BEREA, Ohio -- When Garrett Gilkey places his hand in the dirt and gazes across the line of scrimmage, he doesn’t picture the faces of the tormentors who reduced him to tears during his freshman year in high school.
The Browns' seventh-round draft pick doesn’t conjure images of tumult -- the bullying, the taunts, the pranks he says he endured -- to motivate him at the snap of the ball. The offensive lineman concedes, however, the experiences in the school hallways and streets of a rural Illinois town nine years ago benefit him in one capacity when he buckles his chinstrap.
“The person across the line wants to put me on my back and I’m not going to let him do it,” Gilkey said in a post-draft phone interview. “I don’t bring back those old feelings from my freshman year when I’m in practice or in a game. It’s more of an overall mentality: I’m not going to let someone get the better of me; I’m not going to be beaten down and defeated and humiliated the way I was back then.”
Some anti-bullying experts say the shame lingers long after the harassment ends. The skinny freckle-faced underclassmen who grew into a 6-6, 318-pound NFL prospect is becoming an advocate for students who fear what the next school day might bring.
Gilkey does not repress his memories. He shares them, sometimes in startling detail. He speaks of being booed during a 2005 school assembly after his name was announced, a reaction that sent him running to the restroom, his eyes welling with tears.
At the NFL Scouting Combine in late February, the converted tackle from Division II Chadron State in Nebraska sat patiently and answered questions about the most traumatic time in his life. In recent weeks, the hulking man with the flowing red mane has addressed church groups and schools. He hopes to do the same in Cleveland.
“It’s about building relationships with people and tearing down barriers,” he said. “Whether it’s dealing with bullies or drug problems or problems in the home, it’s about having perseverance. Things will happen in our lives that will be really hard. What’s important is having faith and trying to persevere through them.”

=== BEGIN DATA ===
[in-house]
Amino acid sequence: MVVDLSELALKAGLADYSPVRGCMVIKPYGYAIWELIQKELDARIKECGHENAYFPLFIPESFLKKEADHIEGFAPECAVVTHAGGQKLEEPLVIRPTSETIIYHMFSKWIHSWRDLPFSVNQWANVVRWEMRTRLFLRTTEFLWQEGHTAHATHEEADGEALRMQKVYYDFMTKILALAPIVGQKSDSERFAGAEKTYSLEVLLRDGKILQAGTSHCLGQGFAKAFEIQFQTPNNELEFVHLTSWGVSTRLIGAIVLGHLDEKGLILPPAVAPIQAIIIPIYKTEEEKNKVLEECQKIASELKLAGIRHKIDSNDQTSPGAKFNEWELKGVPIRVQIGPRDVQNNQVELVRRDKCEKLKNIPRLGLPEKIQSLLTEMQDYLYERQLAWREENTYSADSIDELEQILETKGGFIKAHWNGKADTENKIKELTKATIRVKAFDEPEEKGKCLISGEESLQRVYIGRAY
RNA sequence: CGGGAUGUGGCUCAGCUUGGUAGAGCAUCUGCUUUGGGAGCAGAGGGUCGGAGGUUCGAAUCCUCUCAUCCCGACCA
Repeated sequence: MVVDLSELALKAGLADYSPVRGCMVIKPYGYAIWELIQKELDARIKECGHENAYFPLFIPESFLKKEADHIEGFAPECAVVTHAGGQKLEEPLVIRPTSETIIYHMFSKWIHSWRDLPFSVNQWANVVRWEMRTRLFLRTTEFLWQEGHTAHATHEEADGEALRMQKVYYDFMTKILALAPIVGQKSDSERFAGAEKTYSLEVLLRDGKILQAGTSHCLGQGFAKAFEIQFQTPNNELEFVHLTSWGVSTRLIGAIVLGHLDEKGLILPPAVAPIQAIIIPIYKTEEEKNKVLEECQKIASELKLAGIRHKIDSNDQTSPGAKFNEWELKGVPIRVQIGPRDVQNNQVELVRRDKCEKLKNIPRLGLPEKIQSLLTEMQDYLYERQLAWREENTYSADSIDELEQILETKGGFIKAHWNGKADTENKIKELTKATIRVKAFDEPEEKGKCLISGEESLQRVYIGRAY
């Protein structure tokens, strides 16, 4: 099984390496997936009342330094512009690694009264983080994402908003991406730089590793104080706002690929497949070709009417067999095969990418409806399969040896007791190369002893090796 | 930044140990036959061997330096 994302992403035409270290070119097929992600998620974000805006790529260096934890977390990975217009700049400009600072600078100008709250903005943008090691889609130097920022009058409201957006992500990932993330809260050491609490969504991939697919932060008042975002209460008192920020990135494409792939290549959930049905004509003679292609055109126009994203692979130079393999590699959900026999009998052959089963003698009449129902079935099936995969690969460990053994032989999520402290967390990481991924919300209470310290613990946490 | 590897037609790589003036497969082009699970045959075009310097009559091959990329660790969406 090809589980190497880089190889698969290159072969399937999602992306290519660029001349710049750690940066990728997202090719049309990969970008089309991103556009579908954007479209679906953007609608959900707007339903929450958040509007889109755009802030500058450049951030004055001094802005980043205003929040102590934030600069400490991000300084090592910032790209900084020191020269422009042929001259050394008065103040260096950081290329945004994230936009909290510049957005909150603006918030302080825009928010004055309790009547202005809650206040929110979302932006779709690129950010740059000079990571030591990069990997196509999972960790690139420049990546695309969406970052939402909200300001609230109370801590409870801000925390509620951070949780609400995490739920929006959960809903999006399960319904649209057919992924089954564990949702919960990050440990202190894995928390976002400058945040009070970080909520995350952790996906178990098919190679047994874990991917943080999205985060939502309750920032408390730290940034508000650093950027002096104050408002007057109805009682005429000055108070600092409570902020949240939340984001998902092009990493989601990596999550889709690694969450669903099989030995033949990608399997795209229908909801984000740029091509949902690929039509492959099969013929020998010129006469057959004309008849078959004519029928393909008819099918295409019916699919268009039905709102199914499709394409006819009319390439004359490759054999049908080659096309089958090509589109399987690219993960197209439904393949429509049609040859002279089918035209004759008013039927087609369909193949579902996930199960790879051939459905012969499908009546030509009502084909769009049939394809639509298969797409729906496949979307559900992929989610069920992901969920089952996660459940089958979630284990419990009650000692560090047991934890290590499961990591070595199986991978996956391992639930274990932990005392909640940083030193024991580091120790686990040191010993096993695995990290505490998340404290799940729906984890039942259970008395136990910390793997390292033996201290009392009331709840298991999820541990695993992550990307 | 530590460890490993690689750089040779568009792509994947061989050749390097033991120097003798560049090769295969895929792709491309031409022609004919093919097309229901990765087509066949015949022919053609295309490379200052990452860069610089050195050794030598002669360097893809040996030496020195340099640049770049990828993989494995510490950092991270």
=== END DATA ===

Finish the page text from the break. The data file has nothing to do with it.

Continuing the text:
Anti-bullying campaigns have gained momentum in the post-Columbine era. Paulie Velotta, a Mentor-based trainer for a national prevention program, said one in every six students report being bullied. She also cited a 2010 statistic that roughly 160,000 kids miss school each day over such concerns.
She said schools need to develop comprehensive programs, and that speakers like Gilkey offer an excellent supplement.
“Absolutely, kids look up to figures such as pro athletes, entertainers, politicians, anyone in the limelight,” said Velotta, a national trainer for the Olweus Bullying Prevention Program who also works at Crossroads, a behavioral health agency. “They want someone who is a positive role model. He’s someone who can connect with kids because he shares their back story.”
A late-round pick coming from a small school faces long odds of making an NFL roster. But Gilkey’s shell has been hardened by adversity and detractors. He can’t wait for the start of Browns rookie minicamp on Friday.
Escaping the suburban sprawl of Chicago, Catherine and Cary Gilkey moved their four children a decade ago to Sandwich, a small town about 60 miles southwest of Chicago, where they bought a large home with swimming pool.
Their only son played middle school football for two years and seemed to be adjusting to new environs. But in the summer prior to his freshman year, Gilkey experienced a rapid heart beat, diagnosed as Wolff-Parkinson-White syndrome. He underwent surgery and was instructed to take it easy through the fall.